Credibility is key. It’s important that a capable family member documents everything. Brain injuries can cause memory lapses. It’s important someone close to the victim keeps accurate notes. The case may or may not proceed to trial. Specifics depend on the details of YOUR case! Always consult a Board Certified Civil Trial lawyer in the event of a brain injury.
What are my options after sustaining a brain injury?
After sustaining a brain injury in an accident it’s important to seek expert legal advice. A lawyer with experience in TBI injuries will know the next steps to take in cases with invisible injuries. Each Personal Injury case is unique. Lawsuits depend on many factors unique to each claim. Only a lawyer who has seen successful TBI trials to verdict should take point as the Senior Lawyer on brain injury cases.
What do victims need to proceed with successful litigation for their brain injury?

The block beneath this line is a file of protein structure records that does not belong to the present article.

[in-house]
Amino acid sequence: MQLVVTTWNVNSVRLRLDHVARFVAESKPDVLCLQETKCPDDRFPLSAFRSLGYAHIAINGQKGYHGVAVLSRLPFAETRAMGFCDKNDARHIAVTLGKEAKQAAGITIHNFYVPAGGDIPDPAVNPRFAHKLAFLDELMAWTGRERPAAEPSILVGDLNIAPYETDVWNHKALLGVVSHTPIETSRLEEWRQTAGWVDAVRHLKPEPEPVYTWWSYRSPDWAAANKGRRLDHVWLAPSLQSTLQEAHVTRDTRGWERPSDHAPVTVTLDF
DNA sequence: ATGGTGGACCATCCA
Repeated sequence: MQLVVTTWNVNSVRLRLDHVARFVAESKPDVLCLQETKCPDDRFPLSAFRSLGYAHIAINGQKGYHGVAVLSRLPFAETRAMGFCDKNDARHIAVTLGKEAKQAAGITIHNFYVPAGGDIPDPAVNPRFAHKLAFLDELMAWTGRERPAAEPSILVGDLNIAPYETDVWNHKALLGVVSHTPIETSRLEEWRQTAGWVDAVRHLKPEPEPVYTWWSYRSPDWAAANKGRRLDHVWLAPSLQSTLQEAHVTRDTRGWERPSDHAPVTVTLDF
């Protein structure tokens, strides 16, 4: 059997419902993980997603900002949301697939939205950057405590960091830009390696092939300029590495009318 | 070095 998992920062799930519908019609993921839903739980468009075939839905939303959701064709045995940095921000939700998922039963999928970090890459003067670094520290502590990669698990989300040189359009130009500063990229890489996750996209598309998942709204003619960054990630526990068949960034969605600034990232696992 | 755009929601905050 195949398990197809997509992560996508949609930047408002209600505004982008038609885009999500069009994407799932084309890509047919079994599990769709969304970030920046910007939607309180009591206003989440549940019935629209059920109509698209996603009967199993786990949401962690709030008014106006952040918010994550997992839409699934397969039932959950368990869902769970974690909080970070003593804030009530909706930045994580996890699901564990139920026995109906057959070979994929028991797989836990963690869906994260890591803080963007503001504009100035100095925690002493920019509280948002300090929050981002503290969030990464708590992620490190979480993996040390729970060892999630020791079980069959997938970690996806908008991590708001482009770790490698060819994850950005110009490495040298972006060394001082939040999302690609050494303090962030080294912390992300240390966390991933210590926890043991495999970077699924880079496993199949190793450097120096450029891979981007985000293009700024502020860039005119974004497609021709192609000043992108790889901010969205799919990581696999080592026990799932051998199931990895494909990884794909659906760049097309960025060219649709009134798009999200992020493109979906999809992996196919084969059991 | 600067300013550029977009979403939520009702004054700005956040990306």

- Time and date of the accident.
- Cause of the accident. Documenting the scene of the accident on a phone with pictures and video evidence can help your Florida Personal Injury attorney during Discovery.
- Medical records from all doctors appointments and hospital visits.
- Symptoms presenting immediately following, and for a time post accident.
Any permanent symptoms should be in the notes. Brain injuries may cause temporary, partial, or permanent memory loss as well as depression and anxiety, mood changes, and PTSD. These are long term injuries and have lasting effects. Victims must receive compensation accordingly for their brain injuries.